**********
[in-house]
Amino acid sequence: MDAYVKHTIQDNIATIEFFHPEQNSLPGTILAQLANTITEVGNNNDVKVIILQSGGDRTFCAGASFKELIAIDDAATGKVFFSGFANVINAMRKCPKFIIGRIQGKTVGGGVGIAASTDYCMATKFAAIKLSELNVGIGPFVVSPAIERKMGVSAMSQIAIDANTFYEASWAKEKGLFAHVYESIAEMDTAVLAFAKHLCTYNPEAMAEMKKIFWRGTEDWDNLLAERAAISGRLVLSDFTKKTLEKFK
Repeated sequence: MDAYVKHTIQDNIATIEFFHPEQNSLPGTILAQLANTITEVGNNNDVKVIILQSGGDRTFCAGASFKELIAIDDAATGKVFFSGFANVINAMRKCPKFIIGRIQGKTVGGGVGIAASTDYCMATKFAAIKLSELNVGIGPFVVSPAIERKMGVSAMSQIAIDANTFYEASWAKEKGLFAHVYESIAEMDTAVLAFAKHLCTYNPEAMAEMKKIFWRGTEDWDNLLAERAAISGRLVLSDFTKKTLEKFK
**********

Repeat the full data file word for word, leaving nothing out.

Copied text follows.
[in-house]
Amino acid sequence: MDAYVKHTIQDNIATIEFFHPEQNSLPGTILAQLANTITEVGNNNDVKVIILQSGGDRTFCAGASFKELIAIDDAATGKVFFSGFANVINAMRKCPKFIIGRIQGKTVGGGVGIAASTDYCMATKFAAIKLSELNVGIGPFVVSPAIERKMGVSAMSQIAIDANTFYEASWAKEKGLFAHVYESIAEMDTAVLAFAKHLCTYNPEAMAEMKKIFWRGTEDWDNLLAERAAISGRLVLSDFTKKTLEKFK
Repeated sequence: MDAYVKHTIQDNIATIEFFHPEQNSLPGTILAQLANTITEVGNNNDVKVIILQSGGDRTFCAGASFKELIAIDDAATGKVFFSGFANVINAMRKCPKFIIGRIQGKTVGGGVGIAASTDYCMATKFAAIKLSELNVGIGPFVVSPAIERKMGVSAMSQIAIDANTFYEASWAKEKGLFAHVYESIAEMDTAVLAFAKHLCTYNPEAMAEMKKIFWRGTEDWDNLLAERAAISGRLVLSDFTKKTLEKFK